Photo: Flo Steinberg in 1970.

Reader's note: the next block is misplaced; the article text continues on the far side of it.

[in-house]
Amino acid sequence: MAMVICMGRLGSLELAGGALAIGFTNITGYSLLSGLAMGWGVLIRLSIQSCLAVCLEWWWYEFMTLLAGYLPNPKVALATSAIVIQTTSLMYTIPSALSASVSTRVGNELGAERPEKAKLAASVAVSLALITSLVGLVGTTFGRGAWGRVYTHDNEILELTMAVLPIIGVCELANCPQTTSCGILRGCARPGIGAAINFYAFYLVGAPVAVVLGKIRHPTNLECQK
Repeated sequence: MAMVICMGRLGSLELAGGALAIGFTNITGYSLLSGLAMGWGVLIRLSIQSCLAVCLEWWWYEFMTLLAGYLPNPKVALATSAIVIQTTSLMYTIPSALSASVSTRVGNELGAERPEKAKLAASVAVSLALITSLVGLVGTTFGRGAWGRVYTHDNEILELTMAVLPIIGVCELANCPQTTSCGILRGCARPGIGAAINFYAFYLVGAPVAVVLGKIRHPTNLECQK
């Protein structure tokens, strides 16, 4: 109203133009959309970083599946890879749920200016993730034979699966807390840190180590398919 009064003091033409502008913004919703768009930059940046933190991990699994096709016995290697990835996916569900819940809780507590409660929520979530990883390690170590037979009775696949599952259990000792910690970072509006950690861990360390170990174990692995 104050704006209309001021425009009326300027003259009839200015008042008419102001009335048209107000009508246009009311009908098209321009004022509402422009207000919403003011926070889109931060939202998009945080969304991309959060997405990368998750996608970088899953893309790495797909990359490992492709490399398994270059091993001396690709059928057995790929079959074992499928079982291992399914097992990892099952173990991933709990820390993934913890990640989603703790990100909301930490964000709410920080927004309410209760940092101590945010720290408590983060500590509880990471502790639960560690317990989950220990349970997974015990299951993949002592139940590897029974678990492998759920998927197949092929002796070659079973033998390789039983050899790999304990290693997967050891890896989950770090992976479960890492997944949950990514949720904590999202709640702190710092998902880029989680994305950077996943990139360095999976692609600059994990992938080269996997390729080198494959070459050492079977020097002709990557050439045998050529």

Desperate to catch up on deadlines, Stan Lee got Martin Goodman’s approval to hire an assistant—a “gal Friday,” in his words—to help with the administrative work. In March 1963, a temp agency sent over Florence Steinberg, a button-cute, bouffant-sporting twenty-five- year-old in pearls and white gloves who’d recently arrived in New York from Boston. Steinberg, a former art history major, was every bit as upbeat and outgoing as Lee—she’d been student council president in high school and later volunteered for campaigns of both Ted and Bobby Kennedy. Now stationed at a desk next to Lee, she answered fan mail (hundreds of pieces arrived every day), called freelancers, and shipped pages to the printer for sixty-five dollars a week, while he sat atop a stool and pounded away on his typewriter, or greeted visiting artists for story conferences.